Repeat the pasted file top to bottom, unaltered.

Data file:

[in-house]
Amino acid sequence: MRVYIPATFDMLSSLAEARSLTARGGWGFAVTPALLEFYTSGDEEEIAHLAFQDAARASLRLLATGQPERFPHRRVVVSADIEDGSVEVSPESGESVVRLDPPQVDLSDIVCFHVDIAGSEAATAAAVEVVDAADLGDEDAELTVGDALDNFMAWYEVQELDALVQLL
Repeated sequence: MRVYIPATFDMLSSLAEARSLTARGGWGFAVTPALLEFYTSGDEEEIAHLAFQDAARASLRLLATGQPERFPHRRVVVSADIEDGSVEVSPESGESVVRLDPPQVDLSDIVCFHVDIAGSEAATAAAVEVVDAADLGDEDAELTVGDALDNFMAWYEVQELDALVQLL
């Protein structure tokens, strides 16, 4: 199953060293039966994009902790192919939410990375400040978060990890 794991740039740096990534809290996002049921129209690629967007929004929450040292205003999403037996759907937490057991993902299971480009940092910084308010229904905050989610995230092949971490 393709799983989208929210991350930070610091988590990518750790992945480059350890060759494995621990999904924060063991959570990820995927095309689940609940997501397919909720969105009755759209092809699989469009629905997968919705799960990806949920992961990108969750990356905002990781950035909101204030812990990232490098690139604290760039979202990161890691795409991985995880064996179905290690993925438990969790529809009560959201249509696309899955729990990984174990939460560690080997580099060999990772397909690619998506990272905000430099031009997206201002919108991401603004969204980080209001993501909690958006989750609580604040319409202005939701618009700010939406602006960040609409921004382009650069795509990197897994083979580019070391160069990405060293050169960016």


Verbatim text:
[in-house]
Amino acid sequence: MRVYIPATFDMLSSLAEARSLTARGGWGFAVTPALLEFYTSGDEEEIAHLAFQDAARASLRLLATGQPERFPHRRVVVSADIEDGSVEVSPESGESVVRLDPPQVDLSDIVCFHVDIAGSEAATAAAVEVVDAADLGDEDAELTVGDALDNFMAWYEVQELDALVQLL
Repeated sequence: MRVYIPATFDMLSSLAEARSLTARGGWGFAVTPALLEFYTSGDEEEIAHLAFQDAARASLRLLATGQPERFPHRRVVVSADIEDGSVEVSPESGESVVRLDPPQVDLSDIVCFHVDIAGSEAATAAAVEVVDAADLGDEDAELTVGDALDNFMAWYEVQELDALVQLL
């Protein structure tokens, strides 16, 4: 199953060293039966994009902790192919939410990375400040978060990890 794991740039740096990534809290996002049921129209690629967007929004929450040292205003999403037996759907937490057991993902299971480009940092910084308010229904905050989610995230092949971490 393709799983989208929210991350930070610091988590990518750790992945480059350890060759494995621990999904924060063991959570990820995927095309689940609940997501397919909720969105009755759209092809699989469009629905997968919705799960990806949920992961990108969750990356905002990781950035909101204030812990990232490098690139604290760039979202990161890691795409991985995880064996179905290690993925438990969790529809009560959201249509696309899955729990990984174990939460560690080997580099060999990772397909690619998506990272905000430099031009997206201002919108991401603004969204980080209001993501909690958006989750609580604040319409202005939701618009700010939406602006960040609409921004382009650069795509990197897994083979580019070391160069990405060293050169960016």